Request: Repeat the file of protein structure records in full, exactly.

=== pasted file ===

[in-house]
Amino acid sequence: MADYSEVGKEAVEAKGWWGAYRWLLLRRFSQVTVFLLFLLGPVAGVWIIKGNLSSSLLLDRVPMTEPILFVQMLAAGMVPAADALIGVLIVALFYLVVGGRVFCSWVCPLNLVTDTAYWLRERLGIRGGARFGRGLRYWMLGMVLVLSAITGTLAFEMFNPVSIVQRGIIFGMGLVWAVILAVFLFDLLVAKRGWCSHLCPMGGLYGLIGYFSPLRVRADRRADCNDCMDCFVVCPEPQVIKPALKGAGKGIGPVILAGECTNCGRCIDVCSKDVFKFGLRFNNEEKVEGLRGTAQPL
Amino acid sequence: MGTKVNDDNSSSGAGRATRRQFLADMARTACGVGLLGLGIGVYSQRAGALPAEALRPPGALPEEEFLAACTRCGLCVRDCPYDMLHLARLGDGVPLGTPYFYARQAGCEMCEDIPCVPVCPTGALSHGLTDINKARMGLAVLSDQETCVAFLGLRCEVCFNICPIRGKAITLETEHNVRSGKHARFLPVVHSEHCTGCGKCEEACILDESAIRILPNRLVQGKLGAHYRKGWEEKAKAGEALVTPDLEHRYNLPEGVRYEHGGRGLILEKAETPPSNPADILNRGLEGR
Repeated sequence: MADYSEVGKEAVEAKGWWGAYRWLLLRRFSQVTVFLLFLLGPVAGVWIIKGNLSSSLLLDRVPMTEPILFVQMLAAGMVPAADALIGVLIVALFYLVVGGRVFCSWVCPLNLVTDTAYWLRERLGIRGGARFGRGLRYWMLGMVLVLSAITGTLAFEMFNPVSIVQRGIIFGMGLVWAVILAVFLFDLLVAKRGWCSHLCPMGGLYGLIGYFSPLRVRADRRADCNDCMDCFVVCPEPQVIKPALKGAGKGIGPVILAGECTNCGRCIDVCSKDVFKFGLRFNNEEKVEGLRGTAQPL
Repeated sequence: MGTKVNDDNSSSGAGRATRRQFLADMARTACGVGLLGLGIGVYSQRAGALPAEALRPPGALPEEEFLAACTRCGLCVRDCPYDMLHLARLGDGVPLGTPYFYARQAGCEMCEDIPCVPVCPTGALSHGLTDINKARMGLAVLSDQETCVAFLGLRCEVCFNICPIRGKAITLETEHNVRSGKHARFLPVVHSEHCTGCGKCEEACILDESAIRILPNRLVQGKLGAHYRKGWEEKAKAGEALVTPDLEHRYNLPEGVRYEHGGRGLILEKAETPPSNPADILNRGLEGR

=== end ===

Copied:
[in-house]
Amino acid sequence: MADYSEVGKEAVEAKGWWGAYRWLLLRRFSQVTVFLLFLLGPVAGVWIIKGNLSSSLLLDRVPMTEPILFVQMLAAGMVPAADALIGVLIVALFYLVVGGRVFCSWVCPLNLVTDTAYWLRERLGIRGGARFGRGLRYWMLGMVLVLSAITGTLAFEMFNPVSIVQRGIIFGMGLVWAVILAVFLFDLLVAKRGWCSHLCPMGGLYGLIGYFSPLRVRADRRADCNDCMDCFVVCPEPQVIKPALKGAGKGIGPVILAGECTNCGRCIDVCSKDVFKFGLRFNNEEKVEGLRGTAQPL
Amino acid sequence: MGTKVNDDNSSSGAGRATRRQFLADMARTACGVGLLGLGIGVYSQRAGALPAEALRPPGALPEEEFLAACTRCGLCVRDCPYDMLHLARLGDGVPLGTPYFYARQAGCEMCEDIPCVPVCPTGALSHGLTDINKARMGLAVLSDQETCVAFLGLRCEVCFNICPIRGKAITLETEHNVRSGKHARFLPVVHSEHCTGCGKCEEACILDESAIRILPNRLVQGKLGAHYRKGWEEKAKAGEALVTPDLEHRYNLPEGVRYEHGGRGLILEKAETPPSNPADILNRGLEGR
Repeated sequence: MADYSEVGKEAVEAKGWWGAYRWLLLRRFSQVTVFLLFLLGPVAGVWIIKGNLSSSLLLDRVPMTEPILFVQMLAAGMVPAADALIGVLIVALFYLVVGGRVFCSWVCPLNLVTDTAYWLRERLGIRGGARFGRGLRYWMLGMVLVLSAITGTLAFEMFNPVSIVQRGIIFGMGLVWAVILAVFLFDLLVAKRGWCSHLCPMGGLYGLIGYFSPLRVRADRRADCNDCMDCFVVCPEPQVIKPALKGAGKGIGPVILAGECTNCGRCIDVCSKDVFKFGLRFNNEEKVEGLRGTAQPL
Repeated sequence: MGTKVNDDNSSSGAGRATRRQFLADMARTACGVGLLGLGIGVYSQRAGALPAEALRPPGALPEEEFLAACTRCGLCVRDCPYDMLHLARLGDGVPLGTPYFYARQAGCEMCEDIPCVPVCPTGALSHGLTDINKARMGLAVLSDQETCVAFLGLRCEVCFNICPIRGKAITLETEHNVRSGKHARFLPVVHSEHCTGCGKCEEACILDESAIRILPNRLVQGKLGAHYRKGWEEKAKAGEALVTPDLEHRYNLPEGVRYEHGGRGLILEKAETPPSNPADILNRGLEGR